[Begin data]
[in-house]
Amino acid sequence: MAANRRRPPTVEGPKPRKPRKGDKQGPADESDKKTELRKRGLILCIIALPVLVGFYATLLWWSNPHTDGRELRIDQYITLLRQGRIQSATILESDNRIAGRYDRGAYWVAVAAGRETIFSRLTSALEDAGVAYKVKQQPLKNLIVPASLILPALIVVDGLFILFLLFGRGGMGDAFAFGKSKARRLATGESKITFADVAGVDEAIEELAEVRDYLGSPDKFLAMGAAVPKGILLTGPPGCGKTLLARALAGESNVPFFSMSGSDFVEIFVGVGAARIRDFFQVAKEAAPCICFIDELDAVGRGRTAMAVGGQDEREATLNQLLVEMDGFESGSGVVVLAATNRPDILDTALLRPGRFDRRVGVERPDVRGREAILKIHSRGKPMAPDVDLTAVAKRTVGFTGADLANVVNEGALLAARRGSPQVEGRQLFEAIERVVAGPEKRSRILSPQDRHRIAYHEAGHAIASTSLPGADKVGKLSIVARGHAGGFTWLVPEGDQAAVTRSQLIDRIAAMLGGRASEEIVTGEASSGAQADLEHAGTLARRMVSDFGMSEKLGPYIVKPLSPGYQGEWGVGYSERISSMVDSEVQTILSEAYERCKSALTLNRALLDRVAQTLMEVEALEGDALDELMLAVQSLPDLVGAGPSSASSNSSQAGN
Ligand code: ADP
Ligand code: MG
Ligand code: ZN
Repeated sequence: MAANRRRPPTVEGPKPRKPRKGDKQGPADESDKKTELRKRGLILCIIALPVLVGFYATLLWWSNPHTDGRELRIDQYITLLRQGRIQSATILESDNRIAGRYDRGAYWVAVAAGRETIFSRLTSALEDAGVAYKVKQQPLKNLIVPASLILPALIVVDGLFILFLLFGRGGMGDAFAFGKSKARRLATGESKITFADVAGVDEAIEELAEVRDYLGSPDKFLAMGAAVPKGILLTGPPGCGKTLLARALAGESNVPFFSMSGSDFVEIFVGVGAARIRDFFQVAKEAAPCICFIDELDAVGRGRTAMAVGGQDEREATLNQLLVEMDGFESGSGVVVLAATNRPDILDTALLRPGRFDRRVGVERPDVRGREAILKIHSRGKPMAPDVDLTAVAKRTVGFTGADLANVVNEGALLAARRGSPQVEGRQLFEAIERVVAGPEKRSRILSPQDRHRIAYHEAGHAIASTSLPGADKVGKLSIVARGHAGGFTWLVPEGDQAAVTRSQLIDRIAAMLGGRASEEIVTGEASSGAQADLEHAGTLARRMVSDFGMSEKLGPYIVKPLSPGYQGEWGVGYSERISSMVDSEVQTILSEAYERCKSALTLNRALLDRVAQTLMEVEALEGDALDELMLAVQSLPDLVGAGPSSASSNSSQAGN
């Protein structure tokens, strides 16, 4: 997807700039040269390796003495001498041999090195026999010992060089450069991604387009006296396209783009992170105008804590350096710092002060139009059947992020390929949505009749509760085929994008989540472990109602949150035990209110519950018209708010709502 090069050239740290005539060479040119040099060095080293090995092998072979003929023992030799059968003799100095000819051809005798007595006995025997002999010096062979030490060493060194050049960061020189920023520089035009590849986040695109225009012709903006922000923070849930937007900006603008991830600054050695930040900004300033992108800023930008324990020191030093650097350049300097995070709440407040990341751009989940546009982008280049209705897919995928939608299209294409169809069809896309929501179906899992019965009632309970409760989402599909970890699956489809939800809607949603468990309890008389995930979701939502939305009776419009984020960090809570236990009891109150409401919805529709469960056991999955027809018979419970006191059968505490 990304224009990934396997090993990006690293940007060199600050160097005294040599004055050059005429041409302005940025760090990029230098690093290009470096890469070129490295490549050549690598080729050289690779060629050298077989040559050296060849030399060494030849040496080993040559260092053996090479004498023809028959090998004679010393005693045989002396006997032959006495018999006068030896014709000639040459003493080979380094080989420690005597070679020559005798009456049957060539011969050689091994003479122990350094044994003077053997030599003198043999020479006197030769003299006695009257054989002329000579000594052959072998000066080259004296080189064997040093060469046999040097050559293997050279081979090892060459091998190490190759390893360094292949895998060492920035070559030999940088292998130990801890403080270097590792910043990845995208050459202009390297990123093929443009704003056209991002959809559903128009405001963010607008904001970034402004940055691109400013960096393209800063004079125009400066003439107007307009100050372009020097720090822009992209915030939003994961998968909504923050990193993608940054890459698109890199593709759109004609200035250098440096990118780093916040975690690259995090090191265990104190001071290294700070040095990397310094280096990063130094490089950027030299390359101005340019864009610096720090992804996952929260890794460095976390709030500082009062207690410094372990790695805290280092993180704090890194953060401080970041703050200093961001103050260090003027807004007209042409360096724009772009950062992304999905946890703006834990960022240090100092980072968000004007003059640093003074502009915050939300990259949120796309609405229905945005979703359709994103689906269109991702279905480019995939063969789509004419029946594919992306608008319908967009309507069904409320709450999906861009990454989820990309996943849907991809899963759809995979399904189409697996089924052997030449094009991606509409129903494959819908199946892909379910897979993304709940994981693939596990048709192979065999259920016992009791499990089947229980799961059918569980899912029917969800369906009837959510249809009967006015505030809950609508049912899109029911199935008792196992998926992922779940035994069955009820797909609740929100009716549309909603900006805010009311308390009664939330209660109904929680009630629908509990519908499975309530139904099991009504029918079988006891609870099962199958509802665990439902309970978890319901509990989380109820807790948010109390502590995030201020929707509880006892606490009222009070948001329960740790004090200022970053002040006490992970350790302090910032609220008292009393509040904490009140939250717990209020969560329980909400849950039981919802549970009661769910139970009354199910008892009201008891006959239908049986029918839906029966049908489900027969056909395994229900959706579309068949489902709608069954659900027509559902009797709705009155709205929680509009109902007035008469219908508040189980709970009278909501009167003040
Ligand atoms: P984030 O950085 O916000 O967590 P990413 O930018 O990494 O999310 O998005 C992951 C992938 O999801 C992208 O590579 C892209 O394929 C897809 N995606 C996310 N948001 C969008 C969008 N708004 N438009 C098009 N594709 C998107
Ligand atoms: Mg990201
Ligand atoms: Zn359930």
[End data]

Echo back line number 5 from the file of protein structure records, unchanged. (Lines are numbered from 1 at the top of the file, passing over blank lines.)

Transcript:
Ligand code: ZN